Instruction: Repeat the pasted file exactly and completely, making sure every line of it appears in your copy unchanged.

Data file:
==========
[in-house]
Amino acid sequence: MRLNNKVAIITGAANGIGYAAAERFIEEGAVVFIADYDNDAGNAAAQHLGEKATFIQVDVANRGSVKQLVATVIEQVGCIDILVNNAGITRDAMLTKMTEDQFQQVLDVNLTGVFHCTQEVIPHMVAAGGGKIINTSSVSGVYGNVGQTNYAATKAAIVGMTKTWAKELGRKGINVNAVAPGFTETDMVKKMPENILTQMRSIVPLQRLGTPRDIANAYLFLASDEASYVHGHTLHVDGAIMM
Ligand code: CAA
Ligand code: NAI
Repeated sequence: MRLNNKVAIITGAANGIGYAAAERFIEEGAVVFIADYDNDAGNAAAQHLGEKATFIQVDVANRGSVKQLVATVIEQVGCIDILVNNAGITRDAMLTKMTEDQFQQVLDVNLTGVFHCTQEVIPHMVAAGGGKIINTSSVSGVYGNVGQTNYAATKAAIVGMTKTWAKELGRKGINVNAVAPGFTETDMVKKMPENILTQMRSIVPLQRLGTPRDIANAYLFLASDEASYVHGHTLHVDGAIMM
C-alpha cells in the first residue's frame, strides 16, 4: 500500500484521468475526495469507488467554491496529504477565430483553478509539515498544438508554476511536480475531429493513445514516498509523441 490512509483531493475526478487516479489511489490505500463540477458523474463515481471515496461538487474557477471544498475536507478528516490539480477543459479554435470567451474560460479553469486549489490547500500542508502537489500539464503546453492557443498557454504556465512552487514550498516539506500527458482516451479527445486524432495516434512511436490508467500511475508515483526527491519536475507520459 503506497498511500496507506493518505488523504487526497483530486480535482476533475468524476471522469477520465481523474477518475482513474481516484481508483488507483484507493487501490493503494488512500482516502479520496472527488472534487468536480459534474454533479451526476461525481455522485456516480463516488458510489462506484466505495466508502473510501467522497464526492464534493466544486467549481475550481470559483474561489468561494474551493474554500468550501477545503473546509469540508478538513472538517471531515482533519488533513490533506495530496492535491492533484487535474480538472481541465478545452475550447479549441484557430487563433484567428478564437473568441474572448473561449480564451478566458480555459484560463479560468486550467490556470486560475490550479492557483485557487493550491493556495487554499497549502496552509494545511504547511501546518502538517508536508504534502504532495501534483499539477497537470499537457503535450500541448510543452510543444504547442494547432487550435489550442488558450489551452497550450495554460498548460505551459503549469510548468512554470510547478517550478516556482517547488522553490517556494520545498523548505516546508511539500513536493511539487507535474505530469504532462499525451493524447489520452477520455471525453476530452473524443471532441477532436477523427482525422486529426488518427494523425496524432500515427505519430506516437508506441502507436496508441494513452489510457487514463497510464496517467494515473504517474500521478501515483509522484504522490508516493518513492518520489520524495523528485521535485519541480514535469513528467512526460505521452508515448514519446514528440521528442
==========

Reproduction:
[in-house]
Amino acid sequence: MRLNNKVAIITGAANGIGYAAAERFIEEGAVVFIADYDNDAGNAAAQHLGEKATFIQVDVANRGSVKQLVATVIEQVGCIDILVNNAGITRDAMLTKMTEDQFQQVLDVNLTGVFHCTQEVIPHMVAAGGGKIINTSSVSGVYGNVGQTNYAATKAAIVGMTKTWAKELGRKGINVNAVAPGFTETDMVKKMPENILTQMRSIVPLQRLGTPRDIANAYLFLASDEASYVHGHTLHVDGAIMM
Ligand code: CAA
Ligand code: NAI
Repeated sequence: MRLNNKVAIITGAANGIGYAAAERFIEEGAVVFIADYDNDAGNAAAQHLGEKATFIQVDVANRGSVKQLVATVIEQVGCIDILVNNAGITRDAMLTKMTEDQFQQVLDVNLTGVFHCTQEVIPHMVAAGGGKIINTSSVSGVYGNVGQTNYAATKAAIVGMTKTWAKELGRKGINVNAVAPGFTETDMVKKMPENILTQMRSIVPLQRLGTPRDIANAYLFLASDEASYVHGHTLHVDGAIMM
C-alpha cells in the first residue's frame, strides 16, 4: 500500500484521468475526495469507488467554491496529504477565430483553478509539515498544438508554476511536480475531429493513445514516498509523441 490512509483531493475526478487516479489511489490505500463540477458523474463515481471515496461538487474557477471544498475536507478528516490539480477543459479554435470567451474560460479553469486549489490547500500542508502537489500539464503546453492557443498557454504556465512552487514550498516539506500527458482516451479527445486524432495516434512511436490508467500511475508515483526527491519536475507520459 503506497498511500496507506493518505488523504487526497483530486480535482476533475468524476471522469477520465481523474477518475482513474481516484481508483488507483484507493487501490493503494488512500482516502479520496472527488472534487468536480459534474454533479451526476461525481455522485456516480463516488458510489462506484466505495466508502473510501467522497464526492464534493466544486467549481475550481470559483474561489468561494474551493474554500468550501477545503473546509469540508478538513472538517471531515482533519488533513490533506495530496492535491492533484487535474480538472481541465478545452475550447479549441484557430487563433484567428478564437473568441474572448473561449480564451478566458480555459484560463479560468486550467490556470486560475490550479492557483485557487493550491493556495487554499497549502496552509494545511504547511501546518502538517508536508504534502504532495501534483499539477497537470499537457503535450500541448510543452510543444504547442494547432487550435489550442488558450489551452497550450495554460498548460505551459503549469510548468512554470510547478517550478516556482517547488522553490517556494520545498523548505516546508511539500513536493511539487507535474505530469504532462499525451493524447489520452477520455471525453476530452473524443471532441477532436477523427482525422486529426488518427494523425496524432500515427505519430506516437508506441502507436496508441494513452489510457487514463497510464496517467494515473504517474500521478501515483509522484504522490508516493518513492518520489520524495523528485521535485519541480514535469513528467512526460505521452508515448514519446514528440521528442